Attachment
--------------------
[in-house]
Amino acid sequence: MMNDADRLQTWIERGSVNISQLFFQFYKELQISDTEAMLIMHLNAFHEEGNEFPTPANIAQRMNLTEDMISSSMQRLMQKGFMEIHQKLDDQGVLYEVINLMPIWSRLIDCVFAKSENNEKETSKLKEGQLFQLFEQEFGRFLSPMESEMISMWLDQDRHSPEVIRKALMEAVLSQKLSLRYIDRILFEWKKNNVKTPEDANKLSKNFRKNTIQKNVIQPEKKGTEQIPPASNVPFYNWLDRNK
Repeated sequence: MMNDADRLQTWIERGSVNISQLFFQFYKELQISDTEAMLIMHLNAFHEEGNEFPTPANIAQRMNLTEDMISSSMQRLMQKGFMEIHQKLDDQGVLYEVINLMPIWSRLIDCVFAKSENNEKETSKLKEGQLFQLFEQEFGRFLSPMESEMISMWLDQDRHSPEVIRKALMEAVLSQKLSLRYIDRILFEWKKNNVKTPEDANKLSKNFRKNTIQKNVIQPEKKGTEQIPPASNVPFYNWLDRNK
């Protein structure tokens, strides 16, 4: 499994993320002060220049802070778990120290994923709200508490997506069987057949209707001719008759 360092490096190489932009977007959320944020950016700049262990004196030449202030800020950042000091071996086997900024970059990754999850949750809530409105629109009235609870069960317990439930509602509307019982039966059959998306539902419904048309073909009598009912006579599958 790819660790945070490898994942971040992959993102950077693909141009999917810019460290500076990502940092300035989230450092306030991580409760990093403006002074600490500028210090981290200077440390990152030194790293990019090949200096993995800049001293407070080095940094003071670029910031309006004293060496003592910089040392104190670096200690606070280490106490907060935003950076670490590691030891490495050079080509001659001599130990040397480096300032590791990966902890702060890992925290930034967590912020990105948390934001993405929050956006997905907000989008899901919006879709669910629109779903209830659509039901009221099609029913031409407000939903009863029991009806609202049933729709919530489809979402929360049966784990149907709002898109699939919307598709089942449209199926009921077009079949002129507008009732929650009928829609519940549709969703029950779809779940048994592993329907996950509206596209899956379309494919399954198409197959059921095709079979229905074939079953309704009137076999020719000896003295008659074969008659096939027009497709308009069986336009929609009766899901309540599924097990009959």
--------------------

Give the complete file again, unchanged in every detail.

[in-house]
Amino acid sequence: MMNDADRLQTWIERGSVNISQLFFQFYKELQISDTEAMLIMHLNAFHEEGNEFPTPANIAQRMNLTEDMISSSMQRLMQKGFMEIHQKLDDQGVLYEVINLMPIWSRLIDCVFAKSENNEKETSKLKEGQLFQLFEQEFGRFLSPMESEMISMWLDQDRHSPEVIRKALMEAVLSQKLSLRYIDRILFEWKKNNVKTPEDANKLSKNFRKNTIQKNVIQPEKKGTEQIPPASNVPFYNWLDRNK
Repeated sequence: MMNDADRLQTWIERGSVNISQLFFQFYKELQISDTEAMLIMHLNAFHEEGNEFPTPANIAQRMNLTEDMISSSMQRLMQKGFMEIHQKLDDQGVLYEVINLMPIWSRLIDCVFAKSENNEKETSKLKEGQLFQLFEQEFGRFLSPMESEMISMWLDQDRHSPEVIRKALMEAVLSQKLSLRYIDRILFEWKKNNVKTPEDANKLSKNFRKNTIQKNVIQPEKKGTEQIPPASNVPFYNWLDRNK
């Protein structure tokens, strides 16, 4: 499994993320002060220049802070778990120290994923709200508490997506069987057949209707001719008759 360092490096190489932009977007959320944020950016700049262990004196030449202030800020950042000091071996086997900024970059990754999850949750809530409105629109009235609870069960317990439930509602509307019982039966059959998306539902419904048309073909009598009912006579599958 790819660790945070490898994942971040992959993102950077693909141009999917810019460290500076990502940092300035989230450092306030991580409760990093403006002074600490500028210090981290200077440390990152030194790293990019090949200096993995800049001293407070080095940094003071670029910031309006004293060496003592910089040392104190670096200690606070280490106490907060935003950076670490590691030891490495050079080509001659001599130990040397480096300032590791990966902890702060890992925290930034967590912020990105948390934001993405929050956006997905907000989008899901919006879709669910629109779903209830659509039901009221099609029913031409407000939903009863029991009806609202049933729709919530489809979402929360049966784990149907709002898109699939919307598709089942449209199926009921077009079949002129507008009732929650009928829609519940549709969703029950779809779940048994592993329907996950509206596209899956379309494919399954198409197959059921095709079979229905074939079953309704009137076999020719000896003295008659074969008659096939027009497709308009069986336009929609009766899901309540599924097990009959």